A 5ft bird that could, according to the RSPCA, kill a human with one strike of its 6in claws is on the loose in Kent.
South American rheas can kill with one strike of their claws
Ralph, a South American rhea, fled his enclosure in Benenden on Monday after his owner introduced pigs to his pen.
RSPCA spokesman Roy Jezard said the birds would also go for people's eyes with their beak, and said their strength was "unbelievable".
He added: "People want to pat them, but I don't recommend it. If you see it, report it to the RSPCA or the police."
Mr Jezard said rheas were not a problem in a paddock.
But he added: "Running up the street, with lorries, cars and dogs barking, they get startled and tend to kick out in defence, and can do quite a bit of damage."
Three rheas had originally escaped from their enclosure at the smallholding.
The owner of the flightless birds, Sue Savage, said: "I bought some pigs and introduced them to the rheas but the birds didn't like the look of them, leapt the 4ft fence and took off."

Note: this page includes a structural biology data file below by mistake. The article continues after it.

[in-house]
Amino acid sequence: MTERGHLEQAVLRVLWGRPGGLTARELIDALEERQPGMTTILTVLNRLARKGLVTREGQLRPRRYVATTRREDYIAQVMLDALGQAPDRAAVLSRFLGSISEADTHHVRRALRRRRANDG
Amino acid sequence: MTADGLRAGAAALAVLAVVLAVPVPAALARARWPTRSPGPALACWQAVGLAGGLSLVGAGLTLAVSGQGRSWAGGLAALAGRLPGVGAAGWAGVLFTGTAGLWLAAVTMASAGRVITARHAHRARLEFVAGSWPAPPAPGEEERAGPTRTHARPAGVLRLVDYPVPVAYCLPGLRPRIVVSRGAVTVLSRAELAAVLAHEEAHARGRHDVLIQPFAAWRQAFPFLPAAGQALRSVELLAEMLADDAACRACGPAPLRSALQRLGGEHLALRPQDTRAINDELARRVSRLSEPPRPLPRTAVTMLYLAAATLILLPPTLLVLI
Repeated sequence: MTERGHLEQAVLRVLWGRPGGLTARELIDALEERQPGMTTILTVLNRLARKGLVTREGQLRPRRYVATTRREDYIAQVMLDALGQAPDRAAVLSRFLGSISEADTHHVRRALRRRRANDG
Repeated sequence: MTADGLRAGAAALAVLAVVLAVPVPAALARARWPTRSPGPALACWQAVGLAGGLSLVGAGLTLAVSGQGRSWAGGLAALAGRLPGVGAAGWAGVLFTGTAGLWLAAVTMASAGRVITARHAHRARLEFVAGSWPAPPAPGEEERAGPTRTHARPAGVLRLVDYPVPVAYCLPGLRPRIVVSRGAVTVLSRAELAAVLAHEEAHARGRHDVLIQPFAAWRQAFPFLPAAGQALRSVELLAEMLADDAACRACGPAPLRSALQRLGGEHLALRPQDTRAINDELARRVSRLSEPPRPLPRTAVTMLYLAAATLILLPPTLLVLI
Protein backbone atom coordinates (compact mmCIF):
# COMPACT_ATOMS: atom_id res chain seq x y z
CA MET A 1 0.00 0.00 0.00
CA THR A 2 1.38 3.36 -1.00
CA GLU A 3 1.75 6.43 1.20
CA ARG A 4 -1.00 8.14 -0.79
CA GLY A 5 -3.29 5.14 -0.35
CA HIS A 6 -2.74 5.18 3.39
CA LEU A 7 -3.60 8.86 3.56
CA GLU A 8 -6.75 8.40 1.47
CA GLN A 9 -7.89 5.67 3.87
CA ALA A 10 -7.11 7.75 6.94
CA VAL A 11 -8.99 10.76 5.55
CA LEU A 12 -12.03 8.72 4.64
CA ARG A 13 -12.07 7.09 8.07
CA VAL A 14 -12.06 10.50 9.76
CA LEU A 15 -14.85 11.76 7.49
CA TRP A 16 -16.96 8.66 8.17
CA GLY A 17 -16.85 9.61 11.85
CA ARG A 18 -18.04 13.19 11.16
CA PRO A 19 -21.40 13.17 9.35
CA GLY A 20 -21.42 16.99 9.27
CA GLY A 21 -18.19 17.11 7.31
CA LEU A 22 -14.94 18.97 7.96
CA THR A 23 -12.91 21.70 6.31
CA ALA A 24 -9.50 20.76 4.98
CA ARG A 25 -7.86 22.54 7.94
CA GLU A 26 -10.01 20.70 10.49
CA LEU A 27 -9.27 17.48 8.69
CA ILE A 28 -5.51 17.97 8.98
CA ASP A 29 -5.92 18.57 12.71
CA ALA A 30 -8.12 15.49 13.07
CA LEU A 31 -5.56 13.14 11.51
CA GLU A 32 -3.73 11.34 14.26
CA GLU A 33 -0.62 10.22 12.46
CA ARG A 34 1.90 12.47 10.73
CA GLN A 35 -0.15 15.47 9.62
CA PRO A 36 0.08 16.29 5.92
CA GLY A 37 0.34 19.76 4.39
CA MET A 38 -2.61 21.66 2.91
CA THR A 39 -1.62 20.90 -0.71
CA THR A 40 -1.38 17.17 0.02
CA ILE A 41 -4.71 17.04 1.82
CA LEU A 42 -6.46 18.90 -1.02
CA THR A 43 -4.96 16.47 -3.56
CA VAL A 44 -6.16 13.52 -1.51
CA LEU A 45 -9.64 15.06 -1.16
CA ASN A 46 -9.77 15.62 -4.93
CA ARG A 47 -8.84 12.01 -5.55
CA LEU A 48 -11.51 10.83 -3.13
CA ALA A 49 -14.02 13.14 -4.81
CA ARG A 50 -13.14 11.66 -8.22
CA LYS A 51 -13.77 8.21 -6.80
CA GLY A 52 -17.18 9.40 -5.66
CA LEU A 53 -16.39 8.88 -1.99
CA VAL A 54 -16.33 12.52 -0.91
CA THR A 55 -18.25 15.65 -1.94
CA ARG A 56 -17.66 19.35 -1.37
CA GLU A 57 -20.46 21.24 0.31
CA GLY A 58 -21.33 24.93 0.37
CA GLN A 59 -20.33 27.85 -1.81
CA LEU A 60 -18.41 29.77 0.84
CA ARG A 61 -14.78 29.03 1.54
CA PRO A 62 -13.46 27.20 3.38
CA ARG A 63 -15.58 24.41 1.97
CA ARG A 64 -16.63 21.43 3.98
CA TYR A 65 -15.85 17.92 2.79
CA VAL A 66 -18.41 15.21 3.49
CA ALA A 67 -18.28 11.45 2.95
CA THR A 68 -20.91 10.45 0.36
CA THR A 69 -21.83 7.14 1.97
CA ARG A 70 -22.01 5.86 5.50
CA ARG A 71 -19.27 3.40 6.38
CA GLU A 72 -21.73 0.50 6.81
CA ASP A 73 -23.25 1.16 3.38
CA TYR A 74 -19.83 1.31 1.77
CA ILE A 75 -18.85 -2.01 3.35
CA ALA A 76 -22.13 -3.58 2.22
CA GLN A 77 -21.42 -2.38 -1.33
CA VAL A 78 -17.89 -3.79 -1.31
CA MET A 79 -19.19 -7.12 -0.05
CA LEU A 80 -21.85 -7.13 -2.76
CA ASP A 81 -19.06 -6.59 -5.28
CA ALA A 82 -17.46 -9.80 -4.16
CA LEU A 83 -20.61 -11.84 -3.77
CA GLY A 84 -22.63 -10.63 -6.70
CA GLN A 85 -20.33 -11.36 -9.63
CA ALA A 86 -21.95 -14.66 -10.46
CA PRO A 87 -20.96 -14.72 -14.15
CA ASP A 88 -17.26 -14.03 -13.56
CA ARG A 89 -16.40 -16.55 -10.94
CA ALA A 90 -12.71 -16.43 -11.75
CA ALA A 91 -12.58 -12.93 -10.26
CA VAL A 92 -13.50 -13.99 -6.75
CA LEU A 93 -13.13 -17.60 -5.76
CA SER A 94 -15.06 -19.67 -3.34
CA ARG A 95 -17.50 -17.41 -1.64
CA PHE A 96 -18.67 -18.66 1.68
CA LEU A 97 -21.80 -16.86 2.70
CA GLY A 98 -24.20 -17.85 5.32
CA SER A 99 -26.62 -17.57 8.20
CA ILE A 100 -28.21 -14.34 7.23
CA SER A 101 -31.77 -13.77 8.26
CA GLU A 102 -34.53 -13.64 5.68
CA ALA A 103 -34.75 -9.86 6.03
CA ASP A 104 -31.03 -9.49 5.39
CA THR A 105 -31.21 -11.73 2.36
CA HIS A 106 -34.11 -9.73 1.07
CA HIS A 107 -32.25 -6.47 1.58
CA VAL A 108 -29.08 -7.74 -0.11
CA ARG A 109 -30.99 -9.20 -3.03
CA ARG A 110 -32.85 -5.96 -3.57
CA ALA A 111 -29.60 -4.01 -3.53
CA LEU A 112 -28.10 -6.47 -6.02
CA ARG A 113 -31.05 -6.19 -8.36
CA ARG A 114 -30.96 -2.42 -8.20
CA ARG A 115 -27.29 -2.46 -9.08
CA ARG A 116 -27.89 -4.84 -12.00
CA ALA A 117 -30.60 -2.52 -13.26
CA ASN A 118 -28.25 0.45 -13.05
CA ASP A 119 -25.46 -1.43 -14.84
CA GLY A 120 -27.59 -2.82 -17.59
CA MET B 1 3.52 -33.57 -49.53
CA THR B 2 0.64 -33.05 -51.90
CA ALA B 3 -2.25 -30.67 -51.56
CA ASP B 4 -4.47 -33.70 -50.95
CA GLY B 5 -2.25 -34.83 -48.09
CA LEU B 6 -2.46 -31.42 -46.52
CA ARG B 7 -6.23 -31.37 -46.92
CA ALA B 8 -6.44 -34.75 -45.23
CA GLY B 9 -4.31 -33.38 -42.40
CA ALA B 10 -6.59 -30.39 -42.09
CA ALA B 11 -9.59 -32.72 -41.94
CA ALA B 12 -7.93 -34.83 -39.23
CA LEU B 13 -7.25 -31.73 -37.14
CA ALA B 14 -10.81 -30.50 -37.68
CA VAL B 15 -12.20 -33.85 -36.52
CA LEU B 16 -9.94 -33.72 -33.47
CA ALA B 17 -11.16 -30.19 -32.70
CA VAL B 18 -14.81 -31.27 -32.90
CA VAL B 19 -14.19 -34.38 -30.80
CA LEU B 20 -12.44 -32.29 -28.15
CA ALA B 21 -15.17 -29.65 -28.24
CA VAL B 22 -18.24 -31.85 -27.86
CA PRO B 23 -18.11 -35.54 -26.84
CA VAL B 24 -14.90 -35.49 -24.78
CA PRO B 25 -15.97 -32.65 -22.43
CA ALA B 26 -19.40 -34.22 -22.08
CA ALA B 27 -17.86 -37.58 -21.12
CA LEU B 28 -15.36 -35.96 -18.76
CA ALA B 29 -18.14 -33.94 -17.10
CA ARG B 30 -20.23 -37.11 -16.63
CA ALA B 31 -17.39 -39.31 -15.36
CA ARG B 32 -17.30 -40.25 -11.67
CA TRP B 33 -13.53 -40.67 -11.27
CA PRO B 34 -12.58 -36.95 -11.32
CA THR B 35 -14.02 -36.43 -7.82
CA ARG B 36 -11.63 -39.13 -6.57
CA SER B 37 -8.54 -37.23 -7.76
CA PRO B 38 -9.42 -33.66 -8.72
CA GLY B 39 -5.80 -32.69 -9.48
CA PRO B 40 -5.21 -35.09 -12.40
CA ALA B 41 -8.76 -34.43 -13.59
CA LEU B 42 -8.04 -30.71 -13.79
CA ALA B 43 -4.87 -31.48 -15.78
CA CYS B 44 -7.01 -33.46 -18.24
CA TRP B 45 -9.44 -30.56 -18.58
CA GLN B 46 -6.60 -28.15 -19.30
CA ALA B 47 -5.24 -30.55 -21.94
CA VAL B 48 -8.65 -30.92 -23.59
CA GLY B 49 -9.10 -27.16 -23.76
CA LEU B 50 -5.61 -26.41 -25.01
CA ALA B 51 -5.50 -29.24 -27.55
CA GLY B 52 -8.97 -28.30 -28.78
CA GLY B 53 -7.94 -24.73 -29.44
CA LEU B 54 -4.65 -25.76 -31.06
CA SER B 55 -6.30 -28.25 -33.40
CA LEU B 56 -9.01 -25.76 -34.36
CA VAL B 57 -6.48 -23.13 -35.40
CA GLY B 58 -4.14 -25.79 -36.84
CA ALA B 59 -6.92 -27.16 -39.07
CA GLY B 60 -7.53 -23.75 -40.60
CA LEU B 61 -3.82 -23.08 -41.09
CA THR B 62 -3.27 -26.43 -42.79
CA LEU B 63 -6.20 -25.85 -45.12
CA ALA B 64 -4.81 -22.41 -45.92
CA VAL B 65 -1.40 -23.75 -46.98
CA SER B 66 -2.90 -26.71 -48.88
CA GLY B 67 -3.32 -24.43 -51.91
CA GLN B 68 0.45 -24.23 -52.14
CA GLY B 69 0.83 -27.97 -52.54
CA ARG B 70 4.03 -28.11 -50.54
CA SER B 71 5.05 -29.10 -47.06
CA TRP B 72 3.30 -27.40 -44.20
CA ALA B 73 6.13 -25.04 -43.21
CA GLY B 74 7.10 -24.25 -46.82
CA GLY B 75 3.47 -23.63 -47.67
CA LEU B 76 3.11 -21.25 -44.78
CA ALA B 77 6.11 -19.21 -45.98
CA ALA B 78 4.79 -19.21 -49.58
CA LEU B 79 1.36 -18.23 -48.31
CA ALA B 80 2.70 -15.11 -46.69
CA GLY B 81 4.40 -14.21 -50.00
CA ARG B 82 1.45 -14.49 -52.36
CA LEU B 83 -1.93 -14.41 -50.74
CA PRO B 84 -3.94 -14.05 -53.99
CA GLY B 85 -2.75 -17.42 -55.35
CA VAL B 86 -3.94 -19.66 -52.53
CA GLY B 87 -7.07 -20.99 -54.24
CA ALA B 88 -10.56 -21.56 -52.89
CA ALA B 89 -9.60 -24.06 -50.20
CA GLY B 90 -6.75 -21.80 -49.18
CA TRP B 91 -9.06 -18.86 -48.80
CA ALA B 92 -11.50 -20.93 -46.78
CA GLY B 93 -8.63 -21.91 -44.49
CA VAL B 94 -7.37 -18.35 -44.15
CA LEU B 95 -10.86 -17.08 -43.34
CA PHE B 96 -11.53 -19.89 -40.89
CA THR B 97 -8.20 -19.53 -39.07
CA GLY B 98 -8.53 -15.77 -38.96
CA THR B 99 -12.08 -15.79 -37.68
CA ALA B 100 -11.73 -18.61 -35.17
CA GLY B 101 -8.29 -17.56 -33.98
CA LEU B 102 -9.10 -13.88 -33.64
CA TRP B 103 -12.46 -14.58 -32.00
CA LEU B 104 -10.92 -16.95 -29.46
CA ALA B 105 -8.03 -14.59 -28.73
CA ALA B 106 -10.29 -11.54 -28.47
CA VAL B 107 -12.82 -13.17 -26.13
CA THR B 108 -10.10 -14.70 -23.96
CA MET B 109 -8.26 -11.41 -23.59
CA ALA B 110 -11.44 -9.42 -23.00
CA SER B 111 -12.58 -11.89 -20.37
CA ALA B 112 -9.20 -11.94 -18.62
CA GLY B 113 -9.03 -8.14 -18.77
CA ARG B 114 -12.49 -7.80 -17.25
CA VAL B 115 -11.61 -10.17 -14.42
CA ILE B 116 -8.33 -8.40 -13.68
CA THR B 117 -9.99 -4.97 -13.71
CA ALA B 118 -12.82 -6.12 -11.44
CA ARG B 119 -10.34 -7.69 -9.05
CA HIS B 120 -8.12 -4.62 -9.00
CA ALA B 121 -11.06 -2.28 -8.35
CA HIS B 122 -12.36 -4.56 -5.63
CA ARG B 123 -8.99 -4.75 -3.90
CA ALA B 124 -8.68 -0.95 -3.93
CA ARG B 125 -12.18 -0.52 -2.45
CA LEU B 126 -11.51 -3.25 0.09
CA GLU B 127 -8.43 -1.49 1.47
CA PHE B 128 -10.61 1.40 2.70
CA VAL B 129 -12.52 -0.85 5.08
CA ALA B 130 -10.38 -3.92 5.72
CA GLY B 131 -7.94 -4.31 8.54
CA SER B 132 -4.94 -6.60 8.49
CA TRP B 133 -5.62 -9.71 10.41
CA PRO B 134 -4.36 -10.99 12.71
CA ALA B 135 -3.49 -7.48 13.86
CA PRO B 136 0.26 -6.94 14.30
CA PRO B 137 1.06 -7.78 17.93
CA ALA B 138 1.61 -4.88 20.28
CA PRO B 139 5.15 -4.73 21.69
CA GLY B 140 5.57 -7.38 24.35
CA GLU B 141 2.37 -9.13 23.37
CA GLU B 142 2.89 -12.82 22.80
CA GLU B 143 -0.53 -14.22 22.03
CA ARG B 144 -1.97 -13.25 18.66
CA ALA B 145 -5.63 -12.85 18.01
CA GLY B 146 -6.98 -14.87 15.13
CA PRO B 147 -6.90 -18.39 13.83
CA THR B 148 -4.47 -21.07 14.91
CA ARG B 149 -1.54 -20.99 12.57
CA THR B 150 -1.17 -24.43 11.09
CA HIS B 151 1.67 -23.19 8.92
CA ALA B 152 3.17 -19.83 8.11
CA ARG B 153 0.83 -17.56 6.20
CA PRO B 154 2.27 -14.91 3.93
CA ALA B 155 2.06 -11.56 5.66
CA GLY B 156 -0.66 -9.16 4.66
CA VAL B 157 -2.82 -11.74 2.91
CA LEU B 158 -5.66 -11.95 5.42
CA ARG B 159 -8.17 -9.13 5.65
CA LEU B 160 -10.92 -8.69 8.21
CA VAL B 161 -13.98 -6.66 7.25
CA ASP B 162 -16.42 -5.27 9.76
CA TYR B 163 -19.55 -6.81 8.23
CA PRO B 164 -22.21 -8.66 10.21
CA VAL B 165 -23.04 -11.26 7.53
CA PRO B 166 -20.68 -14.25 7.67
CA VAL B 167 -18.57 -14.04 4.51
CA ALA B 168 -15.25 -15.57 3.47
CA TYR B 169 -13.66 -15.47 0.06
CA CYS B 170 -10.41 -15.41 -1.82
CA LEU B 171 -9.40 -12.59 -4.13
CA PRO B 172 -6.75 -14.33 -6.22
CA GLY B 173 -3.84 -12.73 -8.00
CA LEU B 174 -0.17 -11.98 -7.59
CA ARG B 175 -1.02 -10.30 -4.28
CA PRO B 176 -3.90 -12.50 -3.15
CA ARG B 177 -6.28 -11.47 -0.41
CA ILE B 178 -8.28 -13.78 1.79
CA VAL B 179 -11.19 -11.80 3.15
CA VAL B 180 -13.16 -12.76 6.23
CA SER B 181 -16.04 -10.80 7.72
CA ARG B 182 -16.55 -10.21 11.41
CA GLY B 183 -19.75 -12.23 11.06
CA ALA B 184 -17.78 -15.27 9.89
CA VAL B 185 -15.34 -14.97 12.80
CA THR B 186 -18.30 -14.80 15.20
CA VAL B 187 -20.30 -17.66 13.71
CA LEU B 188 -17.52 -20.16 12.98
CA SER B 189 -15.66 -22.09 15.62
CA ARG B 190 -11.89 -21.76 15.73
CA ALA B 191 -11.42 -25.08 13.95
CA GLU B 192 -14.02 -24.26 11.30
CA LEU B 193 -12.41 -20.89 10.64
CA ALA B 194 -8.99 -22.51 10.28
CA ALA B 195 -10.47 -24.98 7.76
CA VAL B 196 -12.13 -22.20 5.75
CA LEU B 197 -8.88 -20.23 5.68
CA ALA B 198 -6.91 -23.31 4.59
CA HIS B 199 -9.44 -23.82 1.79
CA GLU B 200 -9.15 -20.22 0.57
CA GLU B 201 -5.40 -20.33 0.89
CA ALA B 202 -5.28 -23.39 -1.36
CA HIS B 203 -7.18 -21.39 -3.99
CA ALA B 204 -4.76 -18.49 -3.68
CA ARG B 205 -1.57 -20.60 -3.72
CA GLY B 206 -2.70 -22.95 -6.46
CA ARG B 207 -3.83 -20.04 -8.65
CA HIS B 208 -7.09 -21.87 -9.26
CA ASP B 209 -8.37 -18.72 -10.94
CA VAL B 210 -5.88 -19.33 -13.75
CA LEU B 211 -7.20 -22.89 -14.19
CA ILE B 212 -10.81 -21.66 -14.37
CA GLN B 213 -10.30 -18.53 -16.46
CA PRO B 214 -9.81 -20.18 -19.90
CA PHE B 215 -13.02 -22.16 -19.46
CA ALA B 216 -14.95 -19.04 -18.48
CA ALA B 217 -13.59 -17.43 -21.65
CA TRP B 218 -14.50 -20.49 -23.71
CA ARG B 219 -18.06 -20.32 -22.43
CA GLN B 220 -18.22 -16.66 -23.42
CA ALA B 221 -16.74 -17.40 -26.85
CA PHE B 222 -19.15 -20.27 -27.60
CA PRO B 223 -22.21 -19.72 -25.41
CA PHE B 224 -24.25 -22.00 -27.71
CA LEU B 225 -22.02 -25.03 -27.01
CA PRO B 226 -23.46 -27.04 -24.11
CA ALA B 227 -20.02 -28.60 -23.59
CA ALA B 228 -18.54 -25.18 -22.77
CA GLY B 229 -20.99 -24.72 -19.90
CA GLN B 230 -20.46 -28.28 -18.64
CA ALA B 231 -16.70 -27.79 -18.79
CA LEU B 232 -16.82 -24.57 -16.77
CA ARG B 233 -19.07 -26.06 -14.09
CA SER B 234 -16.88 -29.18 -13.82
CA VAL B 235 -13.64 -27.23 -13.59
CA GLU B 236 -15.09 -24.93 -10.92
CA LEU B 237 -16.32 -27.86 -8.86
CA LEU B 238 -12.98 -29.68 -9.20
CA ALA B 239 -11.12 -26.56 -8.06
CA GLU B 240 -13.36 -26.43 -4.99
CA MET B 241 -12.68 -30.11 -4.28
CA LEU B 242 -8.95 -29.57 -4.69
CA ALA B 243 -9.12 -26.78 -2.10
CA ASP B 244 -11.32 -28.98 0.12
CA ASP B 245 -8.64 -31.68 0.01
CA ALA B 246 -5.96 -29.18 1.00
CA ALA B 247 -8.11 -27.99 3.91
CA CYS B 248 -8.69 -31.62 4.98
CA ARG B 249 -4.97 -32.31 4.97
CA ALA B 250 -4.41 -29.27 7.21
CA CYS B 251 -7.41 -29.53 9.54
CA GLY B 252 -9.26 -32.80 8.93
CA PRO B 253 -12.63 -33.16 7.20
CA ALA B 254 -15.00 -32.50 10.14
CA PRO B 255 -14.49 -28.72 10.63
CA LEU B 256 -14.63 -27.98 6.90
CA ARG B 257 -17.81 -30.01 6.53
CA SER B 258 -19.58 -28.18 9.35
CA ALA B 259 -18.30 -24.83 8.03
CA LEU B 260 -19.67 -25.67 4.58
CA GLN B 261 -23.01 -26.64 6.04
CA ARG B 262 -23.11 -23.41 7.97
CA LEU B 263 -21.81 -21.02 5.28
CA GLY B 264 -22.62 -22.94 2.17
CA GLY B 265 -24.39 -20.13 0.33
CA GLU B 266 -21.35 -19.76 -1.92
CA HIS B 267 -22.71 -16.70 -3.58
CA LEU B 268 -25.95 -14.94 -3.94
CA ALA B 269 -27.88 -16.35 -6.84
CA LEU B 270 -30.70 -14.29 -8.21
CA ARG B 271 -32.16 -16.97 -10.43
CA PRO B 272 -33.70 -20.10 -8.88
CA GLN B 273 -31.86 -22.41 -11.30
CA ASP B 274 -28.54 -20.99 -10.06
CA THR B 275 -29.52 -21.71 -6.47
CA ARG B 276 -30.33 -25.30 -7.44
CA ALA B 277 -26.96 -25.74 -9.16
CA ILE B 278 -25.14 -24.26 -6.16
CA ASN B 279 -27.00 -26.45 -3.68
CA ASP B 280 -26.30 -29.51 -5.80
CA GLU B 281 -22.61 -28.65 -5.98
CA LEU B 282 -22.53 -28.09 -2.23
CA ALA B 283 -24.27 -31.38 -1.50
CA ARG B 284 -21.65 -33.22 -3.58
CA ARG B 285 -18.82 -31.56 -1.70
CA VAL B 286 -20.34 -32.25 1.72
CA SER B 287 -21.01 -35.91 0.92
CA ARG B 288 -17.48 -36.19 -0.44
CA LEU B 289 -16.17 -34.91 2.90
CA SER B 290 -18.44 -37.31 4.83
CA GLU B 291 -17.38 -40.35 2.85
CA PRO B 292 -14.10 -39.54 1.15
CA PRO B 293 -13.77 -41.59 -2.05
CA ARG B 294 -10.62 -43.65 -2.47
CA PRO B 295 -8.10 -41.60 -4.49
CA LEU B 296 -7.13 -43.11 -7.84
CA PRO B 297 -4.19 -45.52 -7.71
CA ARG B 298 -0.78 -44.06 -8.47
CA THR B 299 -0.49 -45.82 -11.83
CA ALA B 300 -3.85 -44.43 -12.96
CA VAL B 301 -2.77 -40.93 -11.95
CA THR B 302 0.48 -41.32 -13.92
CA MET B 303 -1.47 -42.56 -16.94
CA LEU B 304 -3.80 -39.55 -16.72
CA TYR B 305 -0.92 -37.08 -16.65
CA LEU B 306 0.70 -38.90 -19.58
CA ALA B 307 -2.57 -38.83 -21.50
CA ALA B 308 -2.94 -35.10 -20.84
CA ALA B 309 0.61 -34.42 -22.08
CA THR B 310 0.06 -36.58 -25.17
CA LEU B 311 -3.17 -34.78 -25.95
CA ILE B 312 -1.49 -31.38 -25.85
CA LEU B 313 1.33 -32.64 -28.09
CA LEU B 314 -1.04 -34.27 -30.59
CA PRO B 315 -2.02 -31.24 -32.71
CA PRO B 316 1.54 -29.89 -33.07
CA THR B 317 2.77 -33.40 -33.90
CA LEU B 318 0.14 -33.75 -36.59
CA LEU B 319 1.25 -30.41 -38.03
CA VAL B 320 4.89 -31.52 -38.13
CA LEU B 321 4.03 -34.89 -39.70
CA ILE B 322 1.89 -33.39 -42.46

RSPCA officers captured one, which was 6ft tall, by manoeuvring it into a cul-de-sac using a van and dustbins. Another returned home of its own accord.
Mrs Savage said three-year-old Ralph was last seen on Hemsted Forest Golf Club, near Sissinghurst, on Monday.
"They can run up to 20mph and blend into the background quite well because they are dark grey.
"It would startle the hell out of you if you saw it."
She has put up wanted posters around Benenden and warned local farmers to be on the lookout.
The birds were naturally tame and could be kept without a licence, she added.
"Generally they're placid but it's when they get spooked that they can become a different bird and I wouldn't want to grapple with one unless I was a professional."
She said the birds were kept for their eggs.
"They lay between 200 and 300 each year and these sell on Ebay for £30 each."
Mrs Savage, 44, and her husband Mike, 46, keep 10 rheas at their farm as well as pigs, chickens, horses, sheep and geese.